On a visit this spring we (my wife, my daughter and grandchildren) traveled to Taos, my birthplace, to visit the Sierra Vista Cemetery just south of town where my grandparents, the Conrads, as well as other aunts, uncles, and cousins are buried. My great grandfather Edgar A. Conrad is also buried there (or was?) in a plot on the east side about 3 feet from the fence that separates the Catholic cemetery. His grave was also located just to the rear of my aunt, Edna M. Kennon. But lo’ and behold, his headstone as well as the concrete perimeter around his plot was gone, and in place thereof is a temporary – I assume from the appearance – wooden cross with the name of a woman who is now buried next to her husband.
I called the Sierra Vista Cemetery manager but he pleaded no knowledge of the burial event. As my frustration grew he threatened to hang up on me – and he did. I had asked him who was in charge of burial arrangements and he said he was but they only had to own the plot. I then (very frustrated now) told him that my grandfather had purchased the plot for his father, my great grandfather, and there was now someone else buried there. His response was “they probably didn’t dig up his remains.” So I asked him where the headstone went? His response was “he didn’t have the slightest idea.”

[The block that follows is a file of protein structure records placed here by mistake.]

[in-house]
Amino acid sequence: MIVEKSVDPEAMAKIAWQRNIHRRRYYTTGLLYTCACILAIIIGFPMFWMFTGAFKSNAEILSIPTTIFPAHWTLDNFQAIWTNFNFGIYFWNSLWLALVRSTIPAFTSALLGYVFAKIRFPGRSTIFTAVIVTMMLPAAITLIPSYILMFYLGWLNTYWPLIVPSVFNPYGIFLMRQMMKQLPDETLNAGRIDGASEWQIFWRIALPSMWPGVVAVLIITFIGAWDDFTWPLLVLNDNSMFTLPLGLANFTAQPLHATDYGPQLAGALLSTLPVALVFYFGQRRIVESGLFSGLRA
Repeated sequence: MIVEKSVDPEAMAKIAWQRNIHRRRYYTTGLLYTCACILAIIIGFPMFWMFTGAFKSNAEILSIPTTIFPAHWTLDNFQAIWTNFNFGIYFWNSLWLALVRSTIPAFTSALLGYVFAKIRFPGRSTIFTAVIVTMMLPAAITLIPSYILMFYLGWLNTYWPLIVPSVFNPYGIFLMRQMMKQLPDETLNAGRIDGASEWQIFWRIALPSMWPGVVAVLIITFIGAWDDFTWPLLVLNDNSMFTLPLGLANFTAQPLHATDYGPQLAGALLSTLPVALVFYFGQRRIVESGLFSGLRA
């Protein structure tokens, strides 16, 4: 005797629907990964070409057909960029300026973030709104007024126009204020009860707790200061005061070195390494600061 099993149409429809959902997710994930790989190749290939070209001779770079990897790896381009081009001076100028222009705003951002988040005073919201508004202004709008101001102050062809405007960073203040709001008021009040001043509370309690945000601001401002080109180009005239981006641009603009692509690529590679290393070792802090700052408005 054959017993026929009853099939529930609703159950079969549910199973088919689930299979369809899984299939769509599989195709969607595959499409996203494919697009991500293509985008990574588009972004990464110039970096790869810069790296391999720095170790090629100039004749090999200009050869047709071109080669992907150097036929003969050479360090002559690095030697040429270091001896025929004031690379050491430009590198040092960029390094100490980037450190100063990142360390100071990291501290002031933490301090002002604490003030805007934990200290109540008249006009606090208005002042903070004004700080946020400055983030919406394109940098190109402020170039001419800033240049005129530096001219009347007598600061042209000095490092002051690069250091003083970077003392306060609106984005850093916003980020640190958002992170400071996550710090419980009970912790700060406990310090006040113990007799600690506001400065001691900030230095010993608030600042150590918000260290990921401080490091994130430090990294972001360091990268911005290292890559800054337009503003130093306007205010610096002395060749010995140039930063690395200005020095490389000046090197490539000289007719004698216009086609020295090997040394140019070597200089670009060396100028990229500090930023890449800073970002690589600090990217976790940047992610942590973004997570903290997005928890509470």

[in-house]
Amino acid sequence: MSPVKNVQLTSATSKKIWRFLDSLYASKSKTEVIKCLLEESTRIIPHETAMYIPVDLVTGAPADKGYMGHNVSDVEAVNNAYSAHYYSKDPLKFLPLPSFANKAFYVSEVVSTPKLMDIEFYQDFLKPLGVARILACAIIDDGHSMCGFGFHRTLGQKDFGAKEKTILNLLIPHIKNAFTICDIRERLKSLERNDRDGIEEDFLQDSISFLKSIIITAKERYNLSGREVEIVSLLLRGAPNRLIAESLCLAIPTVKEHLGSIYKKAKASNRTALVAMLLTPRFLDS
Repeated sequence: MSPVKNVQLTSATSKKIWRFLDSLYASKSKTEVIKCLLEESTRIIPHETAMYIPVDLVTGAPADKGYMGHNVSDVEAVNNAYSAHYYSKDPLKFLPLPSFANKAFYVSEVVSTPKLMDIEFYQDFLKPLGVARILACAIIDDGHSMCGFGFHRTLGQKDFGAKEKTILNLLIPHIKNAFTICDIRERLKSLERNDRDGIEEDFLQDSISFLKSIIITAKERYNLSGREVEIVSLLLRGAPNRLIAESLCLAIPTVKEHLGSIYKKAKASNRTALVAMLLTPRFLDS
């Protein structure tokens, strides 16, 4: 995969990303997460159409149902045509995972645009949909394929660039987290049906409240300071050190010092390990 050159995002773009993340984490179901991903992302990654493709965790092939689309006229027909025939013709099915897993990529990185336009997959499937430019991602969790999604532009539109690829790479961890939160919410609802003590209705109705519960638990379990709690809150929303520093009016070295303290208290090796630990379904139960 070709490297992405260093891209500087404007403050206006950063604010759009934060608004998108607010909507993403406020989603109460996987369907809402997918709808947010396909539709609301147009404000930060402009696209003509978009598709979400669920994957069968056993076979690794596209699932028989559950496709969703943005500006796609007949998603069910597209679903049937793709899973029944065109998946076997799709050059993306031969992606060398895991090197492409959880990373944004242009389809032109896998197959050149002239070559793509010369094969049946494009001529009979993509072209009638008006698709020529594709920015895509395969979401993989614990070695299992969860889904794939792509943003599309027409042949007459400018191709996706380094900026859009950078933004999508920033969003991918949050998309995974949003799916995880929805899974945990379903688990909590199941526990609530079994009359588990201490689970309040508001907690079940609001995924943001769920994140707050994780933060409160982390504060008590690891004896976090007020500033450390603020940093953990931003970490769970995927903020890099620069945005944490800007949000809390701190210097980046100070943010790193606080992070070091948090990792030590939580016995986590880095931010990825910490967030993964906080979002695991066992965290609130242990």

Now, maybe you can understand my frustration. I realize that it probably doesn’t make any difference to the folks who removed his headstone and perimeter concrete, but it makes a difference to me and my family.
We go up every year and put flowers on my grandparents’ graves and visit the others to make sure they’re not in disrepair and do what we can to pull weeds and clean the grave sites. The cemetery, in general, is in less than good condition. I suspect that when I’m gone (I’m now 77) it won’t be long thereafter when there will be no one to attend the graves. But, all I ask is that my great grandfather’s headstone be replaced by the family that removed it, or had it removed, and that I receive a letter of apology from them. After all, my family owns the plot. Too much to ask?
– KG Fellers, Taos visitor